PE trading began strong in November, with healthy volumes of material changing hands across most major commodity grades. Higher volumes could have been achieved had there been better availability for some of the more obscure commodity PE grades. Suppliers had relatively few Generic Prime railcars to offer and asking prices didn’t budge. There was little followup by sellers, and scant interest in discounting as margins already have been squeezed.

While off-grade prices inched higher, Prime prices held flat for a fourth consecutive week. There was a steady flow of normal demand and some light restocking beyond typical usage, but robust and widespread demand has not developed, as high inflation and economic uncertainty linger.

Though Houston warehouses remain stuffed with material, much of it has been pre-sold into the export market awaiting shipment. Houston traders are keeping uncommitted inventories somewhat thin, and their asking prices for Prime packaged material edged a tad higher, as carrying costs including storage and interest rates continue to rise along with the upcoming year-end tax. It seems that producers have remained disciplined with their throttled back production through October, as supplies have been tightening. The PlasticsExchange anticipates another major drawdown, adding that it will be very interesting to see upcoming production, sales, and inventory figures.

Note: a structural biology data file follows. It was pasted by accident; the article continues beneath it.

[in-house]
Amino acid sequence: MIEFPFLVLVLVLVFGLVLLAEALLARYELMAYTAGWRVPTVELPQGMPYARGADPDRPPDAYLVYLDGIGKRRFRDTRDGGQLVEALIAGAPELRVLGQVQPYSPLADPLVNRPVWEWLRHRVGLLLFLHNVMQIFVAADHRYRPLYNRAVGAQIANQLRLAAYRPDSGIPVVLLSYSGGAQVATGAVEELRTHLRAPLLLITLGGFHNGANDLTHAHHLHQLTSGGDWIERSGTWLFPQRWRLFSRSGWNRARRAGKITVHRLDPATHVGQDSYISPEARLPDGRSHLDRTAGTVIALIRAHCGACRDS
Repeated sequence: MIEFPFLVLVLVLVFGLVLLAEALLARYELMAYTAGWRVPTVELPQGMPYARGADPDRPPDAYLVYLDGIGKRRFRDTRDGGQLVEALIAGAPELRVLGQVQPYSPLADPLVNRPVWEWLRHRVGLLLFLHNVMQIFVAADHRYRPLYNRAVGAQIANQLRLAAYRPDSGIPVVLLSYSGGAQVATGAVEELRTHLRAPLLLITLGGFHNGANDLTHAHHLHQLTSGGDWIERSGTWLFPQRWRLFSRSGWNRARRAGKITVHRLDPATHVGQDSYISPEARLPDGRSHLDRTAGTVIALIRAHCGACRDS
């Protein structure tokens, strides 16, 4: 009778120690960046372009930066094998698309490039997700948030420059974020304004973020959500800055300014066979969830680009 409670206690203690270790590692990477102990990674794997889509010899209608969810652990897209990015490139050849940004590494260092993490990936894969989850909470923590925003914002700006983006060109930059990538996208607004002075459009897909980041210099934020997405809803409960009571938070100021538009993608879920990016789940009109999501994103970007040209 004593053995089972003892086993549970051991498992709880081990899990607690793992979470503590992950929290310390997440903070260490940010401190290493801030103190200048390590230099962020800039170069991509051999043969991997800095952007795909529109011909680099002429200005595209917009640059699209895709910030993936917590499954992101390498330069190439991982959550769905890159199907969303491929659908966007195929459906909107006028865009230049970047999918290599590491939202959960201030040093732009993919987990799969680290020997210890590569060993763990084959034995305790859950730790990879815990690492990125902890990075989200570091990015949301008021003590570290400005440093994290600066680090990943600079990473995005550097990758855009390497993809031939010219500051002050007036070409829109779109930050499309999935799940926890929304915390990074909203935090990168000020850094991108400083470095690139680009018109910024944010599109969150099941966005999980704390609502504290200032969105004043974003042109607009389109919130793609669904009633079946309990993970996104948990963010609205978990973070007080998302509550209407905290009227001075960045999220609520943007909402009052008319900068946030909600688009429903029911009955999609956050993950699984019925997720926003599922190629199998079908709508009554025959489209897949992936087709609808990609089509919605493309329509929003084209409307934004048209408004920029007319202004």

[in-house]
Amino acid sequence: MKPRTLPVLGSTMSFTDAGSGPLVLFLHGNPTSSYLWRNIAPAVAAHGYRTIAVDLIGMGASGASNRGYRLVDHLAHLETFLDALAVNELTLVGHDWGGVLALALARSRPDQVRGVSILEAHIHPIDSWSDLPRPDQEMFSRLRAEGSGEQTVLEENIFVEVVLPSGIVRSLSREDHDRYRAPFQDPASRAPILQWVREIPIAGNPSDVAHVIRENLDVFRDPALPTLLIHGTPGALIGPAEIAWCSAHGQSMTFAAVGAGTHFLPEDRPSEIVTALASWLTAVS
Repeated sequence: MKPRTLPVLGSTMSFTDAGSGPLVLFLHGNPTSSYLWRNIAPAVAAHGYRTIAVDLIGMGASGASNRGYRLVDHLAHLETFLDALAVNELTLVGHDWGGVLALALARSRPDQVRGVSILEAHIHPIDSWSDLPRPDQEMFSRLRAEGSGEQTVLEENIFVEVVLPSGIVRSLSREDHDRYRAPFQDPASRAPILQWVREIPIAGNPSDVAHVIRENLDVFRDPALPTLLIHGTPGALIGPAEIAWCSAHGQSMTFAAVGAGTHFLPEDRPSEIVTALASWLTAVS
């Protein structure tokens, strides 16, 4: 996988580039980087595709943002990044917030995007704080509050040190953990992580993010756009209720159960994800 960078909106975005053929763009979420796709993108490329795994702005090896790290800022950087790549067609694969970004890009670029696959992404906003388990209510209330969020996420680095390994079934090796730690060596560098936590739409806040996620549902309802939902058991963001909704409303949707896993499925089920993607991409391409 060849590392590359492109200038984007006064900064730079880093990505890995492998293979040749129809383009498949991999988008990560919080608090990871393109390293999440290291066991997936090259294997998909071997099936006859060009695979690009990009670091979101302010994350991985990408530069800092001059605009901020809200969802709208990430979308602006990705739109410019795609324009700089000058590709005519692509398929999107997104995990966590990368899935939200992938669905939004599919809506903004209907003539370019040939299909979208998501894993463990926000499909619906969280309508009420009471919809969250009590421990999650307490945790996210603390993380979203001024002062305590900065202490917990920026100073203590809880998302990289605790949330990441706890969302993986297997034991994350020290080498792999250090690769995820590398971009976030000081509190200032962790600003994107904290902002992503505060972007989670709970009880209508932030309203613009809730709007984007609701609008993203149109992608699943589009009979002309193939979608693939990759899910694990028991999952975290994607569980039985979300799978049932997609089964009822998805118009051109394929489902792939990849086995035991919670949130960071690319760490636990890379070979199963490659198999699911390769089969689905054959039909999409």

PP trading reaches highest level since June

PP trading built on last week's momentum, and completed volumes increased significantly to their highest level since June. Prime prices held steady for the third week in a row, while off-grade prices rose a couple of cents. Homo-polymer PP (HoPP) supplies remain ample, and there was a good flow of both Prime and off-grade railcars; fresh co-polymer PP (CoPP) offers were scarce, although producers were still taking Prime orders for material through the end of the year.

Widespec HoPP was the main mover — there was solid demand for both quick truckloads and railcars still to ship. CoPP sales would have been better if more well-priced resin had been made available. For the first time in months, PP contracts appear steady, as monomer prices capitulated in October and have already recovered enough to note fair value in PGP contract levels. Some margin erosion could still be justified, as spot fell faster than contracts, but if reactor rates have remained reduced, producers will rightly dig in firm.

While there are bullish signs building in the market, there is still plenty of uncertainty looming at the processor level, which is leading to subdued demand, potentially hampering a recovery. Do note, though, that processor resin stocks have also dwindled, so there would be plenty of pent-up buying if sentiment were to turn outright bullish, writes the PlasticsExchange in its Market Update.

Read the full Market Update, including news about PGP pricing and energy futures, on the PlasticsExchange website.